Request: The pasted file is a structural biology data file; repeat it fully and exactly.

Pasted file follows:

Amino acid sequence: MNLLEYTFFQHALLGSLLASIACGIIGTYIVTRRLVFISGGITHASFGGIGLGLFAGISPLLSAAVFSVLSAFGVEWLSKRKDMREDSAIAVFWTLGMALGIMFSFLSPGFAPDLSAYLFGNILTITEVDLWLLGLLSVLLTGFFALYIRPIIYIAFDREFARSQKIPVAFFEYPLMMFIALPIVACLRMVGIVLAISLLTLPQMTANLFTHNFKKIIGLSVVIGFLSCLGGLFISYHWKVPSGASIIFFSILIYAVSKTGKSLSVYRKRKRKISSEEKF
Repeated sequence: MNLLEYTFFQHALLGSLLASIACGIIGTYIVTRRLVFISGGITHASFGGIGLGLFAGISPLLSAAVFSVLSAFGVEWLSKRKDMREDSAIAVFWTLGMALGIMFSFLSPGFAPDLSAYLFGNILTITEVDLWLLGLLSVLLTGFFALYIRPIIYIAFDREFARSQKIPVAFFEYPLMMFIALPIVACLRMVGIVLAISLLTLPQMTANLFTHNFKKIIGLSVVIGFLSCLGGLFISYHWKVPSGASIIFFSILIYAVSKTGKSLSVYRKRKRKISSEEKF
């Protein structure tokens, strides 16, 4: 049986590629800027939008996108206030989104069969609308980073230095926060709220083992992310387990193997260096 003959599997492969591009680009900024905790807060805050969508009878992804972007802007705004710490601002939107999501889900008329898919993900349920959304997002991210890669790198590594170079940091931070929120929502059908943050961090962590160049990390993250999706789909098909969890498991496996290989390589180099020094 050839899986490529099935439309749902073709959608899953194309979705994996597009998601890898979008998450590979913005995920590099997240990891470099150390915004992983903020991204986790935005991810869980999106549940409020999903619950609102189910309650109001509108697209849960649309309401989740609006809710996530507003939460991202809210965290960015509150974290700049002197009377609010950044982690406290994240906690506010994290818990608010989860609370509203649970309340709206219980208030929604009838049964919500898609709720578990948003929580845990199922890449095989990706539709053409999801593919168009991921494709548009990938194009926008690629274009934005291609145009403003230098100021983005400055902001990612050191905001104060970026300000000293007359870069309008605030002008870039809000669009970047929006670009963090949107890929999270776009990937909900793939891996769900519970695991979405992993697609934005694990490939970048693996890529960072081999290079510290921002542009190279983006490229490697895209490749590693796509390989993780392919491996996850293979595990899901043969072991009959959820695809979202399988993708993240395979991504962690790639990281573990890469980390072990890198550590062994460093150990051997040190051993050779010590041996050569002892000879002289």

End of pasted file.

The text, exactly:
Amino acid sequence: MNLLEYTFFQHALLGSLLASIACGIIGTYIVTRRLVFISGGITHASFGGIGLGLFAGISPLLSAAVFSVLSAFGVEWLSKRKDMREDSAIAVFWTLGMALGIMFSFLSPGFAPDLSAYLFGNILTITEVDLWLLGLLSVLLTGFFALYIRPIIYIAFDREFARSQKIPVAFFEYPLMMFIALPIVACLRMVGIVLAISLLTLPQMTANLFTHNFKKIIGLSVVIGFLSCLGGLFISYHWKVPSGASIIFFSILIYAVSKTGKSLSVYRKRKRKISSEEKF
Repeated sequence: MNLLEYTFFQHALLGSLLASIACGIIGTYIVTRRLVFISGGITHASFGGIGLGLFAGISPLLSAAVFSVLSAFGVEWLSKRKDMREDSAIAVFWTLGMALGIMFSFLSPGFAPDLSAYLFGNILTITEVDLWLLGLLSVLLTGFFALYIRPIIYIAFDREFARSQKIPVAFFEYPLMMFIALPIVACLRMVGIVLAISLLTLPQMTANLFTHNFKKIIGLSVVIGFLSCLGGLFISYHWKVPSGASIIFFSILIYAVSKTGKSLSVYRKRKRKISSEEKF
């Protein structure tokens, strides 16, 4: 049986590629800027939008996108206030989104069969609308980073230095926060709220083992992310387990193997260096 003959599997492969591009680009900024905790807060805050969508009878992804972007802007705004710490601002939107999501889900008329898919993900349920959304997002991210890669790198590594170079940091931070929120929502059908943050961090962590160049990390993250999706789909098909969890498991496996290989390589180099020094 050839899986490529099935439309749902073709959608899953194309979705994996597009998601890898979008998450590979913005995920590099997240990891470099150390915004992983903020991204986790935005991810869980999106549940409020999903619950609102189910309650109001509108697209849960649309309401989740609006809710996530507003939460991202809210965290960015509150974290700049002197009377609010950044982690406290994240906690506010994290818990608010989860609370509203649970309340709206219980208030929604009838049964919500898609709720578990948003929580845990199922890449095989990706539709053409999801593919168009991921494709548009990938194009926008690629274009934005291609145009403003230098100021983005400055902001990612050191905001104060970026300000000293007359870069309008605030002008870039809000669009970047929006670009963090949107890929999270776009990937909900793939891996769900519970695991979405992993697609934005694990490939970048693996890529960072081999290079510290921002542009190279983006490229490697895209490749590693796509390989993780392919491996996850293979595990899901043969072991009959959820695809979202399988993708993240395979991504962690790639990281573990890469980390072990890198550590062994460093150990051997040190051993050779010590041996050569002892000879002289």